Jesse Stay worked tirelessly to help us create a scalable and efficient system on SocialToo to track and share votes on Twitter. Thank you Jesse.
Now let’s take a look at the play-by-play and the final score in this year’s Twitter Bowl 2009.
As Michael Pilla stated on Twitter, this could be one of the largest focus groups to hit Twitter yet. Indeed the volume of referring traffic from Twitter to our survey was enough to max out the server to handle the tidal wave of simultaneous visitors.
Here are the top Super Bowl commercials you voted for on SocialToo…
1 – Transformers
2 – Hulu
3 – Career Builder
4 – Pepsi Max, “I’m Good”
5 – Doritos, “Free Doritos”
6 – Budweiser Clydesdale, “Fetch”
7 – Bridgestone, “Mr. Potatohead”
8 – Budweiser, “Conan O’Brien”
9 – NBC LMAO
10 – Pepsi MacGruber
Let’s compare our Twitter Bowl results to outher traditional polls sourced by Neilsen, USA Today, and TIVO…
1 – Budweiser, “Fetch”
2 – Doritos, “Crunch”
3 – Doritos, “Crystal Ball”
4 – Pedigree
5 – Careerbuilder.com
6 – Budweiser, “Generations”
7 – Budweiser, “Circus”
8 – Bridgestone, “Astronauts”
9 – NFL, “Usama Young”
10 – Pepsi, “Forever Young”
1 – Doritos, “Crystal Ball”
2 – Budweiser, “Circus”
3 – Budweiser, “Fetch”
4 – Bridgestone, “Mr. Potatohead”
5 – Doritos, “Crunch”
6 – Cars.com
7 – Pedigree
8 – Pepsi, Will.I.am, Bob Dylan
9 – Castrol, “Grease Monkeys”
10 – Bud Light, “Meeting”
1 – GoDaddy.com: “Enhanced?”
2 – Bud Light: “Summer to Winter”
3 – Careerbuilder.com: “It May Be Time”
4 – Doritos: “Crystal Ball”
5 – Transformers: “Revenge of the Fallen”
6 – Monster.com: “Moose Head”
7 – Bud Light: “Man Thrown out the Window”
8 – Pepsi: “MacGruber/Pepsuber”
9 – Dennys: “Thugs”
10 – Coke Zero: “Mr Polamalu”
As I’ve stated in much of my work on digital anthropology in social networks and micro communities, the associated cultures are unique to each locale. For example, Twitter is still driven by those individuals who reside on the left side of the adoption bell curve.
When you compare the Twitter Bowl results to Neilsen and USA Today (participants who most likely reside in the middle to the right of the bellcurve), the commonalities are obviously divergent. When compared to the TIVO poll, resemblances are clear, perhaps representative of the demographic and psychographic similarities between the user bases.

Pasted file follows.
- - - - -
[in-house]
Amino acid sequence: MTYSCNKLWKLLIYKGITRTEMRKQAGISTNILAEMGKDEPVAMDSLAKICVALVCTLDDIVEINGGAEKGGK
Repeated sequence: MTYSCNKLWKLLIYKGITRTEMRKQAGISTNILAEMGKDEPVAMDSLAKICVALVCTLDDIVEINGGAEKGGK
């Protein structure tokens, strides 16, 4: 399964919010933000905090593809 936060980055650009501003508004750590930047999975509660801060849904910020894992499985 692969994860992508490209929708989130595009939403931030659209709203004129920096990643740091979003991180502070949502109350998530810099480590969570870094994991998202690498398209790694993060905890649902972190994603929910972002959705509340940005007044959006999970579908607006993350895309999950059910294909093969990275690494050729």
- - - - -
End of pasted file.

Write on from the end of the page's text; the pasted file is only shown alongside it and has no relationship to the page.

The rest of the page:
Hosted conversations were tracked and channeled using the hashtag #superbowlads. Between Friday and Monday, we tracked over 1,500 relevant tweets containing “#superbowlads” as they related to the specific discussion we were measuring. This number assumes that the Twitter API was also running normally (which isn’t always the case.)
We also created a special short URL using Poprl (http://poprl.com/FmN) to measure referring traffic from Twitter to the SocialToo survey. We quickly realized that individuals in the first wave of RTs would share our Poprl link intact, but those not exposed to the shortened URL who in turn tweeted or wrote about #superbowlads as well their first wave of retweeters would either select their favorite URL shortener (TinyURL, Bit.ly, etc.) or share the original URL (http://socialtoo.com/survey/view/1221) with their social graph.
According to Poprl:
Over half of the referring traffic to the survey was sourced from Twitter.com with roughly another 25% stemming from Twitturls.com. Facebook News Feeds and the PR 2.0 post were also significant contributors to the survey.
Were the 2009 Super Bowl Ads Disappointing?
As a universal observation, the general public sentiment concurred that ad creativity and engagement overall was much lower this year. Perhaps creative budgets were restricted this year (although creativity isn’t necessarily expensive, sometimes constraint inspires genius and creativity). Maybe it was also a representation of the shared feeling of humbleness and economic sobriety. According to a “lite” follow-up Twitter survey, the numbers support this observation, with most either voting in the middle or towards the lower end of the scale.
Google Analytics sourced from the SocialToo survey indicate that for every one tweet about #superbowlads, three people voted. Engagement also hovered around a whopping 3.5 minutes, most likely due to the fact that that we also captured a dedicated stream of tweets related to the hashtag. It was interesting to read the dialog in a channeled flow.
Also there was a reduction in the gross discussion of the ads this year compared to last year. Many factors contributed to this trend as new, competing threads were pervasive on Twitter related to Super Bowl ads. Also, more people appeared to be more captivated by the game – as the majority of tweets were tied to game activity (as noted by the NY Times examples below).
Thanks to everyone for participating, and we look forward to hosting next year’s Twitter Bowl or perhaps we might have to augment the experience with a Facebook Bowl and FriendFeed Bowl as well.
As a bonus, make sure to visit this expeptional video created by the New York Times that documents keywords placed on a US map during the big game!
Twitter Chatter During the Super Bowl – NY Times
Related Posts on PR 2.0:
– Anheuser-Busch Debuts AB-Extras.com; Fuses PR & Social Media to Humanize Ads
– How Dell Deals with Twitter
– Need a Dictionary for Twitter?
– Introducing MicroPR, A Resource for Journalists, Analysts, & Bloggers on Twitter
– Twitter Tools for Communication and Community Professionals
– Is Twitter a Viable Conversation Platform
– Is FriendFeed the Next Conversation Platform
– State of the Twittersphere